'Pirate' cabs abound in Gatineau's bar district
Drivers offer rides for cash, in violation of Uber and Quebec's rules, to meet unmet demand for taxi services
People are turning to "under the table" taxi services in the downtown bar district of Gatineau, where legal taxis can often be hard to find.
The vehicles have no signs on their roofs, no meter to calculate fares, and drivers simply call out "taxi, Uber" to attract bargoers after a night out in Old Hull. The passengers and drivers then negotiate a cash fare.
These drivers often take clients who've had a few drinks and might not realize they're getting into a pirate cab, according to Chloé Boissonneault, a server at Où Quoi. She said she took a ride from one of those drivers weeks ago, after a night of drinking.
"The first person who says 'taxi, Uber,' when you're a little tipsy, you don't really ask yourself questions," she said in French.
Her father noticed that the driver who took her home that night was driving without any commercial or taxi markings.
Afterward, she realized there was no taxi meter in the car and the driver had asked her for $20 in cash.
"As a woman, it's worrying, honestly, especially when they're people that you don't know at all," she said, adding she never wants to ride in a pirate taxi again.
"I'm too afraid. I did it because I wasn't aware," she said. She now recommends that her customers wait for a real taxi, even if it takes longer.
'They're here all the time'
But some customers in Old Hull are fed up with the long wait for cabs after bars close.
Salomé Cloutier-Courval, a student in her 20s, said she's chosen to do business with clandestine taxi drivers.
"They're here all the time. [The pirate taxis] wait and we hop in. The only issue is that we can only pay with cash," she said in French.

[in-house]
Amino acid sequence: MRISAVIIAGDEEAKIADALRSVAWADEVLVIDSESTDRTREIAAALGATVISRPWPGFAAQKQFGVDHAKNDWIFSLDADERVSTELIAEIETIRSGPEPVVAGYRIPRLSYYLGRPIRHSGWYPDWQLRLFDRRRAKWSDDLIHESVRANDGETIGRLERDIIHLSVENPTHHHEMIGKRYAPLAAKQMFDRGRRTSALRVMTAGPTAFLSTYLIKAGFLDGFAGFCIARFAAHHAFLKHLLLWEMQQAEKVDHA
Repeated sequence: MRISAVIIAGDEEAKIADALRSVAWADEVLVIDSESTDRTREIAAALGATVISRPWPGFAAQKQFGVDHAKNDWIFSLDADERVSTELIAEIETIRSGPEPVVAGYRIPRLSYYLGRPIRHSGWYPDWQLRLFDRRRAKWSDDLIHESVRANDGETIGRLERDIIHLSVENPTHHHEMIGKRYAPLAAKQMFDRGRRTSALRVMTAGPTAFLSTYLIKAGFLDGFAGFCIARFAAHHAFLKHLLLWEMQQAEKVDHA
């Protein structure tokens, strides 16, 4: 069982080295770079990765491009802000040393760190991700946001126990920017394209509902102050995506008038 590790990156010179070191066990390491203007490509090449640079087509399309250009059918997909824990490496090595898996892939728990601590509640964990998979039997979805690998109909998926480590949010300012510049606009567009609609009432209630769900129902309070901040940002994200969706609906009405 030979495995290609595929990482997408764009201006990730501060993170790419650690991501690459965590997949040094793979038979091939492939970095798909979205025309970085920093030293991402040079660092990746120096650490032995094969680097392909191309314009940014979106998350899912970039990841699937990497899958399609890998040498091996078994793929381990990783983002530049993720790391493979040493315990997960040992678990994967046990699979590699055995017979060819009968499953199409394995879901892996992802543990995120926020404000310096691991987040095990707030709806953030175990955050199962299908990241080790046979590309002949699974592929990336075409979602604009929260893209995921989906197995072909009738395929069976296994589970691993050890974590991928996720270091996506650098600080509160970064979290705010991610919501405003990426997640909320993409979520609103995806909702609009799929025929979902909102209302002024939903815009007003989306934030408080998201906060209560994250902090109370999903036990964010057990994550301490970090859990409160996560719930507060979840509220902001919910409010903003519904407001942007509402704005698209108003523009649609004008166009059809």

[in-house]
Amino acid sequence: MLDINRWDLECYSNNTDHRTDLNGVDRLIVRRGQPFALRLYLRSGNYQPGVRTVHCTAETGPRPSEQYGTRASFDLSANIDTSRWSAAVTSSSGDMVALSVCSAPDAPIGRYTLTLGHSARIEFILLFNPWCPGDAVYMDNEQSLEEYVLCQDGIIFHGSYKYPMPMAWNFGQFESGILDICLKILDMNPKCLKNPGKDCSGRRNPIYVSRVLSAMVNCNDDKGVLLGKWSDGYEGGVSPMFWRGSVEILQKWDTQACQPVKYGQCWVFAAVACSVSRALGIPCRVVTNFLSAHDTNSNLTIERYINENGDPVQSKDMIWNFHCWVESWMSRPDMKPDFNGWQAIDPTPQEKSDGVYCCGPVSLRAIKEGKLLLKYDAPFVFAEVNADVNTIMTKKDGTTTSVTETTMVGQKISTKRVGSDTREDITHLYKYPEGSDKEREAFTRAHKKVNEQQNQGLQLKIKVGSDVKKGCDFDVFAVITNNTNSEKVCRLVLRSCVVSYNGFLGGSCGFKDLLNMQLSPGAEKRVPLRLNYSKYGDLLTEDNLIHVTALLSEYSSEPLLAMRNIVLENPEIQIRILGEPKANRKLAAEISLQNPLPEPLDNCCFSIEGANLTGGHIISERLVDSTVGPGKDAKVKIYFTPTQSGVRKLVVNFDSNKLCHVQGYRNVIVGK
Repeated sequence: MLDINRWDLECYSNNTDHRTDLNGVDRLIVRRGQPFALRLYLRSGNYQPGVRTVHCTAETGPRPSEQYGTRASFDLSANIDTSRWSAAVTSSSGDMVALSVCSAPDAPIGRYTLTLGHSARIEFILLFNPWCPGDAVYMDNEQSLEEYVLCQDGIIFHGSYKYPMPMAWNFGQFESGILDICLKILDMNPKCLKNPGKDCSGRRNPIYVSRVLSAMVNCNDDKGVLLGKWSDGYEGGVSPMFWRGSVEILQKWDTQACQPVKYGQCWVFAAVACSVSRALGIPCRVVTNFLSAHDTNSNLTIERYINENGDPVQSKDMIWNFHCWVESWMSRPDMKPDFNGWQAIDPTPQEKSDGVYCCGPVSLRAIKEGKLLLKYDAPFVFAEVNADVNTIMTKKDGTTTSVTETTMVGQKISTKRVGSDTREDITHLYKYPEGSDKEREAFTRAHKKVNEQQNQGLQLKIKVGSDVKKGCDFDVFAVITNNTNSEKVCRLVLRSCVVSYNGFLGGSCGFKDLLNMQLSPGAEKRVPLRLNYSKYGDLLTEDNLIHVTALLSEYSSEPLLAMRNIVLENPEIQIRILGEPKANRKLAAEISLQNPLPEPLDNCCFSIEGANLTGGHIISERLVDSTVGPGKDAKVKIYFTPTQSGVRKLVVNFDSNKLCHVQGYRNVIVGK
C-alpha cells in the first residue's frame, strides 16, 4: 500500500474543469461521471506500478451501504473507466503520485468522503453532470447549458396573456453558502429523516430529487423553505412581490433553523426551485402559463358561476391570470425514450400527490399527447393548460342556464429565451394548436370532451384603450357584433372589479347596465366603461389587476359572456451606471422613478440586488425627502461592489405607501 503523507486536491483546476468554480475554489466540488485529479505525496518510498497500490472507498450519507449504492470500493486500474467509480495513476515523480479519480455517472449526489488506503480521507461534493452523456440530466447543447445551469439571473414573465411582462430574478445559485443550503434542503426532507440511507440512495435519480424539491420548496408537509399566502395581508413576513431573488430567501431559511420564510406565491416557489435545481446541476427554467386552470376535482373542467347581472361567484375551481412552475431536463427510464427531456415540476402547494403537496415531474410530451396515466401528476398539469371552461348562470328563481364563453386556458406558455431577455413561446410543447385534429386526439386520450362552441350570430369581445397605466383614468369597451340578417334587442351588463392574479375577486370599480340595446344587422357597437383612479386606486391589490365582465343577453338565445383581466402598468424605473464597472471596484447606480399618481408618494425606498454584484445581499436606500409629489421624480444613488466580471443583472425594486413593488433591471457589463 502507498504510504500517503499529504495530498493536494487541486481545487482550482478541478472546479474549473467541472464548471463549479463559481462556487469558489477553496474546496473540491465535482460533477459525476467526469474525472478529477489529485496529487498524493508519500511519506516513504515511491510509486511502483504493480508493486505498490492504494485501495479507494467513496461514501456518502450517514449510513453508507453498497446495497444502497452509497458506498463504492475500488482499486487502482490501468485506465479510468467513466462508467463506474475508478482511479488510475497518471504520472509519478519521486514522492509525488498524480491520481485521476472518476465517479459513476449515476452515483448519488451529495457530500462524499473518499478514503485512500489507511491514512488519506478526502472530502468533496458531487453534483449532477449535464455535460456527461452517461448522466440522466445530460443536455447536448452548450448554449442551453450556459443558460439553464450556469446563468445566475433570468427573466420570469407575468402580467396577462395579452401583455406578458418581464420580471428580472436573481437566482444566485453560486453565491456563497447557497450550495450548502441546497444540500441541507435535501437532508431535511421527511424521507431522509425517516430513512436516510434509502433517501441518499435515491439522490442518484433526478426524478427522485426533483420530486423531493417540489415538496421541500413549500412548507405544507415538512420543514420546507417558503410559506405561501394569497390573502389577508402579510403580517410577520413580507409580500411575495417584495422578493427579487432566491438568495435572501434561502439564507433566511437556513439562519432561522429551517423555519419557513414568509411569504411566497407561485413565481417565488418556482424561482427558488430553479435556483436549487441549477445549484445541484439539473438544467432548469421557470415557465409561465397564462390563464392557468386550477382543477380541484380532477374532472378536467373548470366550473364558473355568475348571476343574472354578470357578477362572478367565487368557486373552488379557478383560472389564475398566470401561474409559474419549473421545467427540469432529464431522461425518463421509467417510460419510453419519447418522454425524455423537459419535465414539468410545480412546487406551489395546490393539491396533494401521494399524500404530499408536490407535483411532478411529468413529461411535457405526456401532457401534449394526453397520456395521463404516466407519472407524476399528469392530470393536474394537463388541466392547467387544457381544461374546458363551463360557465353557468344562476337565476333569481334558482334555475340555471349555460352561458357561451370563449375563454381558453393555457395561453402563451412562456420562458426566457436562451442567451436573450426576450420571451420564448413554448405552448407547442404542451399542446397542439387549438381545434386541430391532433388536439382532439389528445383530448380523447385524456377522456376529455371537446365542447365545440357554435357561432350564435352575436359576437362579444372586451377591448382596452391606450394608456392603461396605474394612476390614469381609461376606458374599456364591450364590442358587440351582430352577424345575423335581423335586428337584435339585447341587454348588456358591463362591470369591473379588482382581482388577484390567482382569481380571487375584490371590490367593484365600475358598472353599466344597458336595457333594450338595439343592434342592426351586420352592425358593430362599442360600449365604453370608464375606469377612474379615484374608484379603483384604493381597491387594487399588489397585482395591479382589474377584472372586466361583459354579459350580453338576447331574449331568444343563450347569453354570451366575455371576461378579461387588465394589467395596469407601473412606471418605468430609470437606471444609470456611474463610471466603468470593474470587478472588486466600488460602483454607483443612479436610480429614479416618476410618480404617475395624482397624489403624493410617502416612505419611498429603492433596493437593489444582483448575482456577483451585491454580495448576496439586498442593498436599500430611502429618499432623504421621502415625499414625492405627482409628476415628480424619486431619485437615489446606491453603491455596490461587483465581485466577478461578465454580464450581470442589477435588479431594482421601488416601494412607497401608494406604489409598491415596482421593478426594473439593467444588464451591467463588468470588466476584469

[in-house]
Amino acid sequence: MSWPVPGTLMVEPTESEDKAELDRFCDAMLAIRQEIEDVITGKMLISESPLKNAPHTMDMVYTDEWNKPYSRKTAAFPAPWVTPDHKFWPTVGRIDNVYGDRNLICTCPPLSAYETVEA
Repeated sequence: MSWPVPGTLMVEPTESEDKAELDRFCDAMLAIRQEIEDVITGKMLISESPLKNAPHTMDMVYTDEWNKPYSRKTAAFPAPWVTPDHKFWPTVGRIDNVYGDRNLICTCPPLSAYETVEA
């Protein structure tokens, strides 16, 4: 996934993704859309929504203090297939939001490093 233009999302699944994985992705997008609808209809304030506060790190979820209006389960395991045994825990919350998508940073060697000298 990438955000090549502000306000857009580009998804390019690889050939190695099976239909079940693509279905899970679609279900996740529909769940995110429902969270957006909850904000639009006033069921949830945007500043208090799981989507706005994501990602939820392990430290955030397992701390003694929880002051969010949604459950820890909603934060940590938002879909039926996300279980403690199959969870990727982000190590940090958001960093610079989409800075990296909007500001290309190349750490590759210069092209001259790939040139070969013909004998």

Cloutier-Courval said she does think twice before knocking on the window of a fake taxi.
"I clearly have worries [sometimes], since this person isn't tracked anywhere, unlike taxis [and Uber drivers]," she said.
3 offers in 1 night
After a previous CBC/Radio-Canada report on the lack of taxis in Old Hull — caused by taxi drivers prioritizing Casino du Lac-Leamy clientele over downtown — several people have come forward with stories about taking rides from pirate taxis.
On a reasonably busy Thursday night, Radio-Canada visited the bar district with a hidden camera. The reporter was approached three times by drivers offering illegal transactions.
On two occasions the drivers identified themselves as working for Uber and offered to take cash instead of payments through the app.
One of them said he does transactions like that about once a week, "when people are drunk."
Uber says drivers must use app
Uber Canada, for its part, condemns the actions of those drivers.
Spokesperson Jean-Christophe de Le Rue said "out-of-platform" rides are illegal, according to Quebec's taxi rules.
Uber users must hail their ride and pay using the mobile application.
"Uber absolutely does not tolerate these practices and when a proven case ... is brought to our attention, the individual will immediately and permanently lose access to the app," de Le Rue said in a written French statement.
'Under the table'
The third time the reporter was approached, the driver rolled down his passenger side window and offered a ride.
"Need a taxi? I drive taxi under the table," he said in French.
During the ride, which was captured on hidden camera, the driver said he doesn't declare his income from driving, continues to receive social assistance payments and regularly provides rides.
These pirate taxi drivers are not following the law, according to Mila Roy, a spokesperson for Quebec's Ministry of Transport.
'Penalties are high'
"If you offer transportation from the street without being certified by either a taxi permit or being part of a company, it is an illegal act," Roy said.
Quebec's taxi law says drivers must have a class 4C driver's licence and they need authorization from Quebec's Transportation Commission before they can offer their services.
"The penalties are high for pirate taxi drivers, pirate Uber drivers," Roy said. They could face fines between $2,500 and $25,000, and, depending on the situation, their vehicle may be seized and their licence could be suspended.
Passengers should look for taxis with a light on the roof of the vehicle, a licence plate starting with the letter 'T,' and a meter to calculate the fare, Roy said.
She said the ministry recommends using licensed transportation services or carpooling "for your own security."
With files from Radio-Canada's Jérôme Bergeron